A lengthy feature in Nekuda (September 1) reviewed an article written by Ross Douthat in the Atlantic comparing America and Europe, in which he claimed that the primary distinction between the two “continents” lies in religion: 90% of Americans declare a belief in God to only 60% of Europeans, and American politics are split along religious lines, something which would never happen in Europe. Using the example of Venus and Mars (presumably a reference to the books of that name identifying the differences between men and women), Douthat argued that the division and dissension which opened up between the US and Europe following 9/11 reflected par excellence the divergence in nature of the two blocks. At the same time, however, he claimed that this split is slowly but surely reversing itself: America is becoming much more secular, while Europe is becoming far more religious. Whereas the American turn is due in part to a reaction to right-wing conservatism, the European movement derives from the large influx of fundamentalist Muslim immigrants, together with a resurgence of Christianity as promoted by the pope. Douthat’s conclusion was that the two continents are therefore gradually coming closer to one another: “We shouldn’t exaggerate this trend, Douthat warns. America is still a religious nation in the deepest sense and her secularists are a minority prepared for a fight, while Europe continues to invest its efforts into preventing the penetration of religion into the political realm. But it may be that the two continents are now being pulled into an arena in which religion and faith will become permanent factors of tension and will no longer be considered as something neutral or strange.”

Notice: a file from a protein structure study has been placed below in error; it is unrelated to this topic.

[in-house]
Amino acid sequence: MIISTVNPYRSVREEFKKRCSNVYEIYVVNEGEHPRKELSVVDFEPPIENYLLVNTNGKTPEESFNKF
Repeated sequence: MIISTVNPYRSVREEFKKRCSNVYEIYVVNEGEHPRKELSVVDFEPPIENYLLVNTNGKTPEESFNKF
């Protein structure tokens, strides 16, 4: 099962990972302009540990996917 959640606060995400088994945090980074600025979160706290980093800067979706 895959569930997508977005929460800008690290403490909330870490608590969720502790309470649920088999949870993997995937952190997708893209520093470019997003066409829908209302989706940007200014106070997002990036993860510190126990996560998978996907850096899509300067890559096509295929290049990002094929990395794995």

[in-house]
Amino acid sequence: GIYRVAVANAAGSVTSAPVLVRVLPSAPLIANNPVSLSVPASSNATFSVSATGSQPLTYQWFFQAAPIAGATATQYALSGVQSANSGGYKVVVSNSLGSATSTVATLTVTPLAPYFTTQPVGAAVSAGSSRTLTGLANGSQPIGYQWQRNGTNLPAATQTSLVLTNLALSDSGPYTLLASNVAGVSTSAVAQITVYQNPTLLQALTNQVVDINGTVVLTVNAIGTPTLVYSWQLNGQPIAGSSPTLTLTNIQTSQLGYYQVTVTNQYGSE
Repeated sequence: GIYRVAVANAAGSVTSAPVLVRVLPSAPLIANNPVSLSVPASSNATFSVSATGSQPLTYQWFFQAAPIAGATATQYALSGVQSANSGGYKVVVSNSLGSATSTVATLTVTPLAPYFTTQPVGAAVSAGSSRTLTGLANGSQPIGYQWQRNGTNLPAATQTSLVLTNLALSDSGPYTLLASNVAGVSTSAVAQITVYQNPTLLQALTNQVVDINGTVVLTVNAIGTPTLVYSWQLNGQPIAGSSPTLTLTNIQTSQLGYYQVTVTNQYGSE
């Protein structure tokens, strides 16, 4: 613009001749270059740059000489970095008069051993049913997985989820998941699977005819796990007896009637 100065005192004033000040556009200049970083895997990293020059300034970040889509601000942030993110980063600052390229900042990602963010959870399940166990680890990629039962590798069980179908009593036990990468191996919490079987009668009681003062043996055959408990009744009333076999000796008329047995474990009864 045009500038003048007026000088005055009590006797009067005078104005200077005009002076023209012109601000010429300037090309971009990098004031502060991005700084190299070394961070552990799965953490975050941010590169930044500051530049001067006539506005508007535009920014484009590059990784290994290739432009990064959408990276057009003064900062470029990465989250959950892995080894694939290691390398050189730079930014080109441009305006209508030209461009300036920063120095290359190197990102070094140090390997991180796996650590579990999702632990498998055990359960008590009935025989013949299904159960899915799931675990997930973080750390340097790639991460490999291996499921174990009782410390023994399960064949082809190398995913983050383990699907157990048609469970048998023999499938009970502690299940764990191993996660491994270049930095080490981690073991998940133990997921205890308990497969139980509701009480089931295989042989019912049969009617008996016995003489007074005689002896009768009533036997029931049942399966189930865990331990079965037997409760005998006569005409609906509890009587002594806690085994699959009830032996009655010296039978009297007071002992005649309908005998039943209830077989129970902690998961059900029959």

The article in LeIsha (September 17) is one of the “serendipitous” articles we included this week out of a sense of wishing not to remain for too long on too a serious a note. The article is devoted to an analysis of the sin of “Sloth” – from the personal perspective of a woman writer. Alona Kimchi opened her piece with the intriguing insight that “In our days, sin is defined in Christian theology more as a failure of the full realization of one’s potential and life and less as a failure to love God.” She then went on, less weightily, to characterize laziness: “A sin of inactivity. A melancholy sin, a sin of the absence of ambition or will power. Activity is too hard, demands an effort the reason for which we find it hard to experience, even when we understand it rationally.” It is an awful sin – not so much in its content as in its form: “It is the only sin which doesn’t bring rest to the sinner – it doesn’t possess the pleasure of the lusts of the flesh, or the delight in greediness, or the sense of victory in anger, or the sense of superiority in pride. In short, it’s an awful sin – you both sin and suffer at the same time. There’s not a moment’s peace.” Yet “laziness” in the form of meditation and imagination is one of the necessities to which the writer is bound. At the same time, while laziness is encouraged in modern society – TV, internet, and computer games, etc. – it also contradicts one of the fundamental principles of modern American life at least – the need to advance and climb up the social and economic ladder.